After apartheid ended, decades of old wounds were open and bleeding. Still unpunished were whites who had engaged in the Sharpeville Massacre, the torture and murder of political prisoners, and the loosing of attack dogs against school children. And Africans who had engaged in terror bombings, assassinations, and the "necklacing" of fellow Africans suspected of cooperating with the whites. (A necklacing consists of chaining a tire around a victim's neck and setting it afire.)

There were very few violent reprisals, even though both sides had a very good idea of exactly who to target. Under the leadership of the heroic Archbishop Desmond Tutu, the Truth and Reconciliation Commission was formed. It held hearings throughout the beloved country, and its rules were firm: Describe fully what you did, who your victims where, and where their bodies might be found, and then make an apology that the Commission members believed.

Then walk away. Your crimes and your sins are now between you and heaven. Think about that. It was successful. The stature of Tutu, de Clerk and Mandela helped make it so. South Africans of all races, weary onto death of decades of violence, greeted the Commission almost thankfully. It is one of the most extraordinary stories in human history.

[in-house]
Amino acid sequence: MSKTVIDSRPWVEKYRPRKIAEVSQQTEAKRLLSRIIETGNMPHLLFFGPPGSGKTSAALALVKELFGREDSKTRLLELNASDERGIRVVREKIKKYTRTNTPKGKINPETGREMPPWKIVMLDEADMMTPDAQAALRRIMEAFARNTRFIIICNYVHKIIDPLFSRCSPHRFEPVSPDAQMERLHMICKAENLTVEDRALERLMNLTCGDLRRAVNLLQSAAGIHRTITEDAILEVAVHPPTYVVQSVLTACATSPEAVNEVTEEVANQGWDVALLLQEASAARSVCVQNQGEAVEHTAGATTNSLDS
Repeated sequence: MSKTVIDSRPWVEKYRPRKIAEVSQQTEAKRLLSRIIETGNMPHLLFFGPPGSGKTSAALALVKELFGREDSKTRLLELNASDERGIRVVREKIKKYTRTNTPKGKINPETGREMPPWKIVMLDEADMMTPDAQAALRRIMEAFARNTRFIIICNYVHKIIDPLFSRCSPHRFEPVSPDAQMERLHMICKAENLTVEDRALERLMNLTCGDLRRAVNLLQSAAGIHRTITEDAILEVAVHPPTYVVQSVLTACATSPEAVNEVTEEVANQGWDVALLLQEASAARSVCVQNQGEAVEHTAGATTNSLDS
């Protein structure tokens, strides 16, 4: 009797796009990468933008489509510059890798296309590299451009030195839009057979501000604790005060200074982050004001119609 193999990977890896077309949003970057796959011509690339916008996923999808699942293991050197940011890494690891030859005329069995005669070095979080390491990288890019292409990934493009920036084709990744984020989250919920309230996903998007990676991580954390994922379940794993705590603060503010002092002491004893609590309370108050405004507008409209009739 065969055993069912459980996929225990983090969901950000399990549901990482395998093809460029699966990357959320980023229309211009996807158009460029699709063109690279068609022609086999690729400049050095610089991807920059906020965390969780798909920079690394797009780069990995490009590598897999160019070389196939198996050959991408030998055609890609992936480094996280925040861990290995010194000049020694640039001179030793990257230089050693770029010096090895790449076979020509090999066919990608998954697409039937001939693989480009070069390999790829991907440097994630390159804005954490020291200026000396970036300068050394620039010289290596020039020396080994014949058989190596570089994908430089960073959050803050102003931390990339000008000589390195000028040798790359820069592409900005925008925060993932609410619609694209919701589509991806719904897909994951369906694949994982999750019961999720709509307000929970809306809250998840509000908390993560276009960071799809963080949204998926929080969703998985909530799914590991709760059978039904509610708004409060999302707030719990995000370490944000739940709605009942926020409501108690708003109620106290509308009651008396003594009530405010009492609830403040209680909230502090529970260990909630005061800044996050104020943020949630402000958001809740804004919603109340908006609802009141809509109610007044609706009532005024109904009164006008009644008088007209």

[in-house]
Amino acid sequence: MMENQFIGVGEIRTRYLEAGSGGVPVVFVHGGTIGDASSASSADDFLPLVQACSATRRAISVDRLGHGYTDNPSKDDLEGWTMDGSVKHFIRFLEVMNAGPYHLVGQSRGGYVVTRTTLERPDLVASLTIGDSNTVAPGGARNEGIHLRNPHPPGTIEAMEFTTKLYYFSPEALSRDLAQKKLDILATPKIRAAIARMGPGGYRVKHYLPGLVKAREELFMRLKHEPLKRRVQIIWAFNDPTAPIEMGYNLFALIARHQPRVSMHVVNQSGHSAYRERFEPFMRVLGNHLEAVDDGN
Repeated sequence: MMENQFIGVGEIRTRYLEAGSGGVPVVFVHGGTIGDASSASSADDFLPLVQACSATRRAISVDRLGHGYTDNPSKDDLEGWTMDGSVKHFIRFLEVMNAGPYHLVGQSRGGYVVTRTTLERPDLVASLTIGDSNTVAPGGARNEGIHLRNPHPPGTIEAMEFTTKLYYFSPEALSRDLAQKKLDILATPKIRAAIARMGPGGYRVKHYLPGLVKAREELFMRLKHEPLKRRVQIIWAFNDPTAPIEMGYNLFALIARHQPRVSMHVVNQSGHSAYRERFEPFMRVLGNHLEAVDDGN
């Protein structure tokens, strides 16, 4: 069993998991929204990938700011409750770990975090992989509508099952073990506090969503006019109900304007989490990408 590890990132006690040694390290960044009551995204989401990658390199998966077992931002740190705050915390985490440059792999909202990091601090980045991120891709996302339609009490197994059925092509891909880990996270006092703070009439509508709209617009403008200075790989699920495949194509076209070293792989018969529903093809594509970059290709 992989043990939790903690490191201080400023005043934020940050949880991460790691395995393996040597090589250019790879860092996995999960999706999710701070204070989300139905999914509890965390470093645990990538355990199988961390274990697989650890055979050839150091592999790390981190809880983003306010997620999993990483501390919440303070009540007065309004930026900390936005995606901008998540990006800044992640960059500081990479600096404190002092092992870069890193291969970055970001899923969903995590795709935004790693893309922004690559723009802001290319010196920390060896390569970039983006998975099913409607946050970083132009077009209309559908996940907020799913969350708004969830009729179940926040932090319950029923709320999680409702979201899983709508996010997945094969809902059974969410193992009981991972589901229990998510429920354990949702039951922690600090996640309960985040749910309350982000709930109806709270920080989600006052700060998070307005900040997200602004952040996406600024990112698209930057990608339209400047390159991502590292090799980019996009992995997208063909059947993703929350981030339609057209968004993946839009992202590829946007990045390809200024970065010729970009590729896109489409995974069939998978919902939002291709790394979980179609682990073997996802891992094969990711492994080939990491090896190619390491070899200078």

Human Smoke Quotes

Someday, I'm going to write an essay titled "Why I am almost, very nearly a pacifist." I very much want to be 100% pacifist, and I always seem make the case for pacifism, but like anything else, I recognize it has it's problems. I'll say them out loud at some point, when my essay is done.

In the meantime, here's some more pacifism advocacy: Quotes from Human Smoke: The beginnings of WWII, the End of Civilization by Nicholson Baker, which PG suggested I read last summer.

Captain Philip S. Mumford, a former British officer in Iraq, joined the Peace Pledge Union. He gave a speech about why. “what is the difference between throwing 500 babies into a fire and throwing fire from aeroplanes on 500 babies? He asked.

“There is none.”
It was January 5, 1937

And one from Aldous Huxley:

Aldous Huxley was in Hollywood writing Ends and Means, an inquiry into the philosophy of nonviolence. It was 1937.

The international police force that people were clamoring for was a mistake and a misnomer, Huxley believed. “The police act with the maximum of precision; they go out and arrest the guilty person,” he wrote. “Nations and group of nations act through their armed forces, which can only act with the maximum of imprecision, killing, maiming, starving and ruining millions of human beings, the overwhelming majority of whom have committed no crime of any sort.”

An international police force was in actuality a force for international massacre. “If you approve of indiscriminate massacres, then you must say so,” he wrote. “You have no right to deceive the unwary by calling your massacre-force by the same name as the force which controls traffic and arrests burglars.”